Hewlett-Packard has introduced two desktop PCs for small business and enterprise customers, and reorganised its commercial PC ranges.
The reshuffle groups PCs into basic, mainstream and advanced ranges, the HP Compaq 2000, 5000 and 7000 series.
HP will sell the new business PCs alongside the existing d200, d300 and d500 business PC product lines, said David Hemphill, a product manager with HP.
The first model in the 2000 series, the dx2000, comes in a compact microtower case measuring 356mm high by 180mm wide by 396mm deep, with eight USB 2.0 ports. It can be ordered with Intel's processors ranging from a 2.6GHz Celeron to a 3.0GHz Pentium 4.
The dx2000 ships with 128Mbytes of DDR SDRAM, and it can hold up to 1Gbyte. The machine is available with hard disc drives from 40Gbytes to 80Gbytes in capacity, a choice of optical drives and either Mandrake Linux or the Home or Professional versions of Microsoft Windows XP. The cheapest configuration will cost around $389 in the US.
HP promised that the other new model, the dc5000, will have a lifecycle of at least 12 months. It is available in two case designs: small form factor and microtower. The dc5000 can be ordered with Celeron or Pentium 4 processors running at up to 3GHz, and fitted with up to 4Gbytes of DDR SDRAM, a hard disc up to 160Gbytes in capacity, a choice of optical drives and either Mandrake Linux or Windows XP Home or Professional operating systems.
A bottom-of-the-range dc5000 will cost around $599 in the US.
Eventually, HP wants to guarantee IT managers that they will ship business PCs with a stable platform for at least six months on the low-end machines or 12 to 15 months on the more powerful desktops, Hemphill said.
Every time a PC manufacturer upgrades to a new chipset, IT managers need to create new software images of their corporate applications that are loaded onto a PC instead of installing all the applications separately, smoothing the rollout of new PCs.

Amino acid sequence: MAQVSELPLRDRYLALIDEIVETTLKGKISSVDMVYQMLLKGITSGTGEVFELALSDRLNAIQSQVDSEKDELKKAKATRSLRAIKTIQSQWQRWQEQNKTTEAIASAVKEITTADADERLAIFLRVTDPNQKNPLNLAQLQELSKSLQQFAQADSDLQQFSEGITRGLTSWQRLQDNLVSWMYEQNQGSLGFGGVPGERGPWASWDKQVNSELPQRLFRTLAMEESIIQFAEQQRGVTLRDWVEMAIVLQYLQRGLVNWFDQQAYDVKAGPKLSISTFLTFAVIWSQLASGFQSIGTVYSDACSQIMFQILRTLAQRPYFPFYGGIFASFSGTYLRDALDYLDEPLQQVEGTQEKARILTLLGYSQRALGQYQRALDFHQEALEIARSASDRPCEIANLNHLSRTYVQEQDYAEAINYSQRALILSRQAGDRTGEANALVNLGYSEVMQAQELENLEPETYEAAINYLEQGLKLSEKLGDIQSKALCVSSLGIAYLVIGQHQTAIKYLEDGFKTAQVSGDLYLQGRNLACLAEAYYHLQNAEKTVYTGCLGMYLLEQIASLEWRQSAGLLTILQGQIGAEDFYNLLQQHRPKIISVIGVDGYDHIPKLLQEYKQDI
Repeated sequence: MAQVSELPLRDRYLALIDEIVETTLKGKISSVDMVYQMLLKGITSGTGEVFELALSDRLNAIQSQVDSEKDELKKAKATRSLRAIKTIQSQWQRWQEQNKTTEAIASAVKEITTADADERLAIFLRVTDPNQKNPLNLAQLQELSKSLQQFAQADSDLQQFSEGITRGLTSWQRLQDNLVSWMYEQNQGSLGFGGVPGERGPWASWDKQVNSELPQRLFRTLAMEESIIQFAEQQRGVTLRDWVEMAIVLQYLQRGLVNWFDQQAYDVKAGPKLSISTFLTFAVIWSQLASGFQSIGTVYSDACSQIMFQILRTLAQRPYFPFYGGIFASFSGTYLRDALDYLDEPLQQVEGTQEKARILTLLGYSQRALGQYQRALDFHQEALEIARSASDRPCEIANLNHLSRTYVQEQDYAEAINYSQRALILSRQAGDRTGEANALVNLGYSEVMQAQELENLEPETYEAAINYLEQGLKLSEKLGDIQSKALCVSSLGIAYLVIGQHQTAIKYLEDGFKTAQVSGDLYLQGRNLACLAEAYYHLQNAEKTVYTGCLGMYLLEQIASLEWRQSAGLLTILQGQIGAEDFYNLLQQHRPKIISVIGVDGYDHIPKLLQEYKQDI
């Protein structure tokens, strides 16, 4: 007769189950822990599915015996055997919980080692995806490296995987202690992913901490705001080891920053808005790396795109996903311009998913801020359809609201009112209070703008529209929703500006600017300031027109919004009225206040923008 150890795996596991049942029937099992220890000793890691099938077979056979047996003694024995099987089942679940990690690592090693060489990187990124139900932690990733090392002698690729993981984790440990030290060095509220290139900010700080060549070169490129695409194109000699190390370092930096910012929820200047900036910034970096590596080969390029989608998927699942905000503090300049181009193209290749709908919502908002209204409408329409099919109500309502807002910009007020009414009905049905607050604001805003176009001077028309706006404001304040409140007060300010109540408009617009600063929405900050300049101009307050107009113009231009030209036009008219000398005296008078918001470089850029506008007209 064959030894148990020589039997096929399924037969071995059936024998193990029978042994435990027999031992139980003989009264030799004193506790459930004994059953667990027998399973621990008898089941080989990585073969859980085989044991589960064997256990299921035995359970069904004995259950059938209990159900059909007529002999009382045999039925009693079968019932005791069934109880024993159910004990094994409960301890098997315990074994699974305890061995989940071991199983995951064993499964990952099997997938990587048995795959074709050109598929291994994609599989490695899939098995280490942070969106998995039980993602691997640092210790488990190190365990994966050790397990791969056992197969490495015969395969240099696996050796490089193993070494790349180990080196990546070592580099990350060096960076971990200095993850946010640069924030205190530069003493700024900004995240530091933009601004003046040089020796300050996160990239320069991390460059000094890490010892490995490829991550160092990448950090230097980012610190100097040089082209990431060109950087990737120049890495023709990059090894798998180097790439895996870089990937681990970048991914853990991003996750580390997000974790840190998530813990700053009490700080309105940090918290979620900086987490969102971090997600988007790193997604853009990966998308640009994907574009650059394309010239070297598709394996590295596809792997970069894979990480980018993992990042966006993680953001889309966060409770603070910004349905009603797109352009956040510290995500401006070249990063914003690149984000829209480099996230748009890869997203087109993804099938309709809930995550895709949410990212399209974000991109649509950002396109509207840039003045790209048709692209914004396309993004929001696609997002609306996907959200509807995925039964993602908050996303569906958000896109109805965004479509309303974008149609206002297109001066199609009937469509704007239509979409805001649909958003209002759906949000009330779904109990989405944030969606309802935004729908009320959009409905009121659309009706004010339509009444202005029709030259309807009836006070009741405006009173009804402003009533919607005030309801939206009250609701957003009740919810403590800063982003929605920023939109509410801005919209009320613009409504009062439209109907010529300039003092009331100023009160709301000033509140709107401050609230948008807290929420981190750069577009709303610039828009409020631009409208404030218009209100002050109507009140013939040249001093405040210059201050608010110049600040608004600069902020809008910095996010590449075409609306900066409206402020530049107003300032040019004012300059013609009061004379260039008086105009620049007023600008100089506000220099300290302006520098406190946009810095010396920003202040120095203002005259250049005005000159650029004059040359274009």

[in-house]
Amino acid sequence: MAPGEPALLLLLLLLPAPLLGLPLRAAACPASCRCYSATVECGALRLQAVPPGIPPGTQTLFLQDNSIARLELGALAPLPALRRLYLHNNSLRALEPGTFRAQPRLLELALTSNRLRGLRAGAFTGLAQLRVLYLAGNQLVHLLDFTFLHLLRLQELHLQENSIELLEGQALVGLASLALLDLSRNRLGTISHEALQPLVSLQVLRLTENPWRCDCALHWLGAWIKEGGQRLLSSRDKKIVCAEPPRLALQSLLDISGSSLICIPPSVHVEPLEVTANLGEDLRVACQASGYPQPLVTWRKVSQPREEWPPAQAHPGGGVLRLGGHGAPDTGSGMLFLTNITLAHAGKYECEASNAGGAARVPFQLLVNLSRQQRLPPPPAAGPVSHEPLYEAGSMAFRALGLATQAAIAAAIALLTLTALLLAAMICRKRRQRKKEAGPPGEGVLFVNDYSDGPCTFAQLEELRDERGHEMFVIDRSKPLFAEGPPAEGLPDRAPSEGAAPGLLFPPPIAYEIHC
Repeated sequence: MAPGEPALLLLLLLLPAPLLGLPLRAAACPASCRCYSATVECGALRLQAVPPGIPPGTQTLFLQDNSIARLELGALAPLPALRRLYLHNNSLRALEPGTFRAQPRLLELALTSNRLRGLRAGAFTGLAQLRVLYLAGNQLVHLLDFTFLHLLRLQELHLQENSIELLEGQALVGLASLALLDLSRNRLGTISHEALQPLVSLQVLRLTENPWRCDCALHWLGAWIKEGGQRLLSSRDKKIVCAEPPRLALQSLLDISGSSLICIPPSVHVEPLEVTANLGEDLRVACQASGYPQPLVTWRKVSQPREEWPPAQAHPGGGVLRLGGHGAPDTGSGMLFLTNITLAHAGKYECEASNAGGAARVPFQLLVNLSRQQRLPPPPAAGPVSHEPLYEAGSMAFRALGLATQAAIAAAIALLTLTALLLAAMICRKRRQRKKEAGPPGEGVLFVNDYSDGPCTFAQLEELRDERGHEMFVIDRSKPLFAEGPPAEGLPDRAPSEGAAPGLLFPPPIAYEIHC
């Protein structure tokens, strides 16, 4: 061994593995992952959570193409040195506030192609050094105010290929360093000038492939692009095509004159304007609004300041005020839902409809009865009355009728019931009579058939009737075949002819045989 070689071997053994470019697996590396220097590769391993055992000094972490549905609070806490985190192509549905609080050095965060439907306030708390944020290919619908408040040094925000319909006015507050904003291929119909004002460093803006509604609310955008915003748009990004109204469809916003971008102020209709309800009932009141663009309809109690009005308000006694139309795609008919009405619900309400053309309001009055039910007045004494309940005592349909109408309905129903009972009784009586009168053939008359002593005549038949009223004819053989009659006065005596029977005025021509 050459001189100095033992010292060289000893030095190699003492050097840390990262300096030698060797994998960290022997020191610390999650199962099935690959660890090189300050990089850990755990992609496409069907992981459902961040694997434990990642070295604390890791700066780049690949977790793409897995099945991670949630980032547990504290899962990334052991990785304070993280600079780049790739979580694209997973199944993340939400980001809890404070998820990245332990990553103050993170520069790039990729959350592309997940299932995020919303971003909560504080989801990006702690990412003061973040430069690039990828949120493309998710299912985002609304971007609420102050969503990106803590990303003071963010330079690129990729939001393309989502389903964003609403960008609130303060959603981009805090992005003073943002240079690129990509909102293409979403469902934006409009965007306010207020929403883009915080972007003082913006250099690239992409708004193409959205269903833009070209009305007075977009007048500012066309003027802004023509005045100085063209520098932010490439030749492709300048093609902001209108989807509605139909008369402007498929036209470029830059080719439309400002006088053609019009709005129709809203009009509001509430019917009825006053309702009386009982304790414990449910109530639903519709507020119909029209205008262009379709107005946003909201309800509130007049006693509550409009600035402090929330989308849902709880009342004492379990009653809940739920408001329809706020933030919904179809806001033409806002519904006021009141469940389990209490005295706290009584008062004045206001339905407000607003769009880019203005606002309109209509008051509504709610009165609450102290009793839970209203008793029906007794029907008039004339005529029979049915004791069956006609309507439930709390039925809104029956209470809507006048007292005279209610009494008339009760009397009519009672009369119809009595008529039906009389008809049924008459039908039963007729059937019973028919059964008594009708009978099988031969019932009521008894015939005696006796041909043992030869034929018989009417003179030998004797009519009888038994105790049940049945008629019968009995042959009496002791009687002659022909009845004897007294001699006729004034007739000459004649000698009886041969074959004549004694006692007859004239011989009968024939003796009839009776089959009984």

Updating software images can be a time-consuming process, and maintaining a single image for a set period of time makes an IT manager's life easier, Hemphill said.
Most companies buy new PCs in phases, upgrading certain users while other users stay on the older equipment, said Roger Kay, vice president of client computing at IDC.
This means that manufacturers have to keep older technology in the product lineup so corporate customers can complete their rollouts, and maintain their software images. In the short term, this can confuse new customers rather than simplifying matters, Kay said.
"You want to have the same platform throughout the rollout period, so one of the things that happens is that PC companies are forced to keep products in their lines that are not the latest and greatest. Inevitably, you've got complexity," Kay said.
The first models in the 2000 and 5000 series are available immediately, directly from HP or through its reseller channels, although HP's website is not yet taking orders. HP's old d200, d300 and d500 ranges remain available on its website.
Models in the 7000 series which, HP said, will feature advanced security and service and management features for deployment in corporate networks, will not be available until the third quarter.
The 7000 series PCs are likely feature Grantsdale, Intel's forthcoming chipset with support for PCI Express interconnects and DDR2 memory, Hemphill said. The 2000 and 5000 series PCs will be upgraded to Grantsdale by next March.
The dc5000 PC is available in Latin America and Canada, as well as the US, and the dx2000 PC is available worldwide.
Peter Sayer and Tom Krazit write for IDG News Service